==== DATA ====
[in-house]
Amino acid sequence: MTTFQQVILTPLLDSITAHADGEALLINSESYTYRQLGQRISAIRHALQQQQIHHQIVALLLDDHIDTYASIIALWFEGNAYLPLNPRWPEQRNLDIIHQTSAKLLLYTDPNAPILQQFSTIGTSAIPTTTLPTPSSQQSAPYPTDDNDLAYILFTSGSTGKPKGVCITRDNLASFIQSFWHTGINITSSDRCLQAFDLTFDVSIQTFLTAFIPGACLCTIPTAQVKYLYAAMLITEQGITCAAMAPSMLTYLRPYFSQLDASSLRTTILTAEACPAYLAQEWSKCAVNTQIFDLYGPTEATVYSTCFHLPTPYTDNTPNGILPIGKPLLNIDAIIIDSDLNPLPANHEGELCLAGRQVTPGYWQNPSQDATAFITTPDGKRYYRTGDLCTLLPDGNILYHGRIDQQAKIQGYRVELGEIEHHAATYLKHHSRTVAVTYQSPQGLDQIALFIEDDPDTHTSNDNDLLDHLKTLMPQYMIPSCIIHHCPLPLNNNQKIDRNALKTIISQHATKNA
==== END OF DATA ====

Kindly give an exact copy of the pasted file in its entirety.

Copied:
[in-house]
Amino acid sequence: MTTFQQVILTPLLDSITAHADGEALLINSESYTYRQLGQRISAIRHALQQQQIHHQIVALLLDDHIDTYASIIALWFEGNAYLPLNPRWPEQRNLDIIHQTSAKLLLYTDPNAPILQQFSTIGTSAIPTTTLPTPSSQQSAPYPTDDNDLAYILFTSGSTGKPKGVCITRDNLASFIQSFWHTGINITSSDRCLQAFDLTFDVSIQTFLTAFIPGACLCTIPTAQVKYLYAAMLITEQGITCAAMAPSMLTYLRPYFSQLDASSLRTTILTAEACPAYLAQEWSKCAVNTQIFDLYGPTEATVYSTCFHLPTPYTDNTPNGILPIGKPLLNIDAIIIDSDLNPLPANHEGELCLAGRQVTPGYWQNPSQDATAFITTPDGKRYYRTGDLCTLLPDGNILYHGRIDQQAKIQGYRVELGEIEHHAATYLKHHSRTVAVTYQSPQGLDQIALFIEDDPDTHTSNDNDLLDHLKTLMPQYMIPSCIIHHCPLPLNNNQKIDRNALKTIISQHATKNA